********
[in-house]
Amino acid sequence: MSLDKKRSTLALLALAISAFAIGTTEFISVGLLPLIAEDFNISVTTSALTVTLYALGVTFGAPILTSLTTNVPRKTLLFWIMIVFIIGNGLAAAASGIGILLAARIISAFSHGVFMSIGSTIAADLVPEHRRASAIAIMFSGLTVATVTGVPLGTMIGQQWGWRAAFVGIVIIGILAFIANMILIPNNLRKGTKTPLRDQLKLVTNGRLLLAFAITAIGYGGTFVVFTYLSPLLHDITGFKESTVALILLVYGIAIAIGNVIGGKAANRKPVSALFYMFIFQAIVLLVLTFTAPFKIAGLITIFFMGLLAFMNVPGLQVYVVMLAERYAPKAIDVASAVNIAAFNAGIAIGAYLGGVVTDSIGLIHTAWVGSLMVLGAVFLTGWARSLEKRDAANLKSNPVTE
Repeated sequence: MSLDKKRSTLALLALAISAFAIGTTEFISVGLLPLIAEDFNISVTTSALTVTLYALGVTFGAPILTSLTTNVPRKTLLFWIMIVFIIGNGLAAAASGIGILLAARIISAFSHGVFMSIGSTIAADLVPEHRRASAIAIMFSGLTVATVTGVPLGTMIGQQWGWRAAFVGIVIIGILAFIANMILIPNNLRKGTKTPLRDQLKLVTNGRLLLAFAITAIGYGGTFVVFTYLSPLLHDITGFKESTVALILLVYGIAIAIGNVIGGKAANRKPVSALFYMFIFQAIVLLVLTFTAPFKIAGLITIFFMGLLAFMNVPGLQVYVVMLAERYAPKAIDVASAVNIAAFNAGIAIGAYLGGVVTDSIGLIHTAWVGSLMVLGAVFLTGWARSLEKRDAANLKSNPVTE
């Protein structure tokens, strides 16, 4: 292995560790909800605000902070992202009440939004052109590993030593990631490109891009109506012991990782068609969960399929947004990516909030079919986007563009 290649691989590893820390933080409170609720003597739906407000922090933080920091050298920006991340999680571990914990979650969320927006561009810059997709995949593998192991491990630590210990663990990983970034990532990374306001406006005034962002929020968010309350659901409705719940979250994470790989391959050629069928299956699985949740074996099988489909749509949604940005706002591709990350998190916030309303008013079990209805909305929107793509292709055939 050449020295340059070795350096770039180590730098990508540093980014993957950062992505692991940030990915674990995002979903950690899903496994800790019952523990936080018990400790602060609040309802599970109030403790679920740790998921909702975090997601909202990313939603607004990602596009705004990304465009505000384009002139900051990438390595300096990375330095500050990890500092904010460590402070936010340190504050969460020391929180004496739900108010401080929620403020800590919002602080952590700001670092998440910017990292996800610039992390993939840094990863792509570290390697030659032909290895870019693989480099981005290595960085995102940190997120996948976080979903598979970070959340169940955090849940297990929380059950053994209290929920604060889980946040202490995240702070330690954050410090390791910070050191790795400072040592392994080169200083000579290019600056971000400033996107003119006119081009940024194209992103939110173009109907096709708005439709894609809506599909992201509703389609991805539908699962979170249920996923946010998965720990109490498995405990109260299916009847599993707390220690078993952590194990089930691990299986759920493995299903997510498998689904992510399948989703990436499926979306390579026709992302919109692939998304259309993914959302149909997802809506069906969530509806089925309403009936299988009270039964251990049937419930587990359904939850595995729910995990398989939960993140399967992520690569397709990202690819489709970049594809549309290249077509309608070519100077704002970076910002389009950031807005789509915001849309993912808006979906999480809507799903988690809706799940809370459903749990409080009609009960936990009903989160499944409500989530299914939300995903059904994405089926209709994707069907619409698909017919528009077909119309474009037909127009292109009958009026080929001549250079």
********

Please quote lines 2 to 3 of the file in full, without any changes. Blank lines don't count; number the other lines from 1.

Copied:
Amino acid sequence: MSLDKKRSTLALLALAISAFAIGTTEFISVGLLPLIAEDFNISVTTSALTVTLYALGVTFGAPILTSLTTNVPRKTLLFWIMIVFIIGNGLAAAASGIGILLAARIISAFSHGVFMSIGSTIAADLVPEHRRASAIAIMFSGLTVATVTGVPLGTMIGQQWGWRAAFVGIVIIGILAFIANMILIPNNLRKGTKTPLRDQLKLVTNGRLLLAFAITAIGYGGTFVVFTYLSPLLHDITGFKESTVALILLVYGIAIAIGNVIGGKAANRKPVSALFYMFIFQAIVLLVLTFTAPFKIAGLITIFFMGLLAFMNVPGLQVYVVMLAERYAPKAIDVASAVNIAAFNAGIAIGAYLGGVVTDSIGLIHTAWVGSLMVLGAVFLTGWARSLEKRDAANLKSNPVTE
Repeated sequence: MSLDKKRSTLALLALAISAFAIGTTEFISVGLLPLIAEDFNISVTTSALTVTLYALGVTFGAPILTSLTTNVPRKTLLFWIMIVFIIGNGLAAAASGIGILLAARIISAFSHGVFMSIGSTIAADLVPEHRRASAIAIMFSGLTVATVTGVPLGTMIGQQWGWRAAFVGIVIIGILAFIANMILIPNNLRKGTKTPLRDQLKLVTNGRLLLAFAITAIGYGGTFVVFTYLSPLLHDITGFKESTVALILLVYGIAIAIGNVIGGKAANRKPVSALFYMFIFQAIVLLVLTFTAPFKIAGLITIFFMGLLAFMNVPGLQVYVVMLAERYAPKAIDVASAVNIAAFNAGIAIGAYLGGVVTDSIGLIHTAWVGSLMVLGAVFLTGWARSLEKRDAANLKSNPVTE